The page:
Want to see some behind the scene chaos? There's always plenty of that at group picture time.

It was a nice week with Geema. I just feel bad that she was here for the Reagan crises; she's a huge animal lover, so it was hard on her also.

Saturday, May 29, 2010

Stress and a Good-bye

The day at the Attachment Center was incredibly draining to both JD and I. I'm not sure why, as we only sat around, played with her, and racked our brains to answer hundreds of questions (while being video-taped,) but it was much more exhausting than working in the yard all day. While I am super-optimistic in treating her while she is so young, the stress of parenting her (and my other super-high-demand child) is really draining me right now. Some nights I go to bed and think that I'm not sure how I'll get up and repeat the cycle again the next day. JD is traveling all next week and the word dread doesn't do justice to my anticipation of parenting alone all week.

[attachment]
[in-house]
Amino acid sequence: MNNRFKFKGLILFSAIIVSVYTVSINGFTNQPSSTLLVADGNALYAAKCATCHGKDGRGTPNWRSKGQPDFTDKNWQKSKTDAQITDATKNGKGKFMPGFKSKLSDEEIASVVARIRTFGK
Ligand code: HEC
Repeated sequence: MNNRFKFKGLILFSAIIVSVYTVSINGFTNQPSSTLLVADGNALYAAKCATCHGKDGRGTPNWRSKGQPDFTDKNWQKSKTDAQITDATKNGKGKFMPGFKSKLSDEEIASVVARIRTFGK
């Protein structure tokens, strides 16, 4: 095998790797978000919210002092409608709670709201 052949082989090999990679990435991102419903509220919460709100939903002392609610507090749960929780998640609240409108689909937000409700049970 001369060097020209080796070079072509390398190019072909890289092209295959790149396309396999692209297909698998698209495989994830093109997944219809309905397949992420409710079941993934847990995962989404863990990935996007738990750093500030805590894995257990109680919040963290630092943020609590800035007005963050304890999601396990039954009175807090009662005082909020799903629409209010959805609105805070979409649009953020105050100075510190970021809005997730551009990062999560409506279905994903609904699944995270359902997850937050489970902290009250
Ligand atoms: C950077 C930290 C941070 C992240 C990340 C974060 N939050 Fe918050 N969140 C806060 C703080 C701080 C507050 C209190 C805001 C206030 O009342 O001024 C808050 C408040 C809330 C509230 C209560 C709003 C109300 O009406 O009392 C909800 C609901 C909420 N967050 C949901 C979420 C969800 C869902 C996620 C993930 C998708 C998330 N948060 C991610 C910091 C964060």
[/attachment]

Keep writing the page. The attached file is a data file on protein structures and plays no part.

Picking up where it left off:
We decided to not put the children in swim-team this summer; coupled with the fact that soccer just ended, I feel like I need to (and can) really focus on our "special needs" and improve them before we begin another school year.